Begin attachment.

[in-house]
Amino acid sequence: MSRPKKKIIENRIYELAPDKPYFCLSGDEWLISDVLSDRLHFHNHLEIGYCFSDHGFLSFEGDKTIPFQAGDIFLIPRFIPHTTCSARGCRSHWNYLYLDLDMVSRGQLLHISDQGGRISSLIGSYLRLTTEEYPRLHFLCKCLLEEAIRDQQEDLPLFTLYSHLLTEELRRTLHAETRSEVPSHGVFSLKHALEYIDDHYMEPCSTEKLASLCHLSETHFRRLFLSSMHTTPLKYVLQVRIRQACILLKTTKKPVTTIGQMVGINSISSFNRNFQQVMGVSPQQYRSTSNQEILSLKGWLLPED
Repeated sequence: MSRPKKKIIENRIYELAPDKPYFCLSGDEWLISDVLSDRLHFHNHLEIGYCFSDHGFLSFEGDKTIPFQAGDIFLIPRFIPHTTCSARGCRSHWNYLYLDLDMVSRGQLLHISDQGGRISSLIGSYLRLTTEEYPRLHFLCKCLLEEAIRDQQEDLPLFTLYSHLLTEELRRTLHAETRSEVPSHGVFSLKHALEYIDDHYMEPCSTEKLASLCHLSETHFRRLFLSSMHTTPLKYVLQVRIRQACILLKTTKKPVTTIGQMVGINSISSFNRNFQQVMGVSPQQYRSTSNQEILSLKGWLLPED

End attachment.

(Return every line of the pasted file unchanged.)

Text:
[in-house]
Amino acid sequence: MSRPKKKIIENRIYELAPDKPYFCLSGDEWLISDVLSDRLHFHNHLEIGYCFSDHGFLSFEGDKTIPFQAGDIFLIPRFIPHTTCSARGCRSHWNYLYLDLDMVSRGQLLHISDQGGRISSLIGSYLRLTTEEYPRLHFLCKCLLEEAIRDQQEDLPLFTLYSHLLTEELRRTLHAETRSEVPSHGVFSLKHALEYIDDHYMEPCSTEKLASLCHLSETHFRRLFLSSMHTTPLKYVLQVRIRQACILLKTTKKPVTTIGQMVGINSISSFNRNFQQVMGVSPQQYRSTSNQEILSLKGWLLPED
Repeated sequence: MSRPKKKIIENRIYELAPDKPYFCLSGDEWLISDVLSDRLHFHNHLEIGYCFSDHGFLSFEGDKTIPFQAGDIFLIPRFIPHTTCSARGCRSHWNYLYLDLDMVSRGQLLHISDQGGRISSLIGSYLRLTTEEYPRLHFLCKCLLEEAIRDQQEDLPLFTLYSHLLTEELRRTLHAETRSEVPSHGVFSLKHALEYIDDHYMEPCSTEKLASLCHLSETHFRRLFLSSMHTTPLKYVLQVRIRQACILLKTTKKPVTTIGQMVGINSISSFNRNFQQVMGVSPQQYRSTSNQEILSLKGWLLPED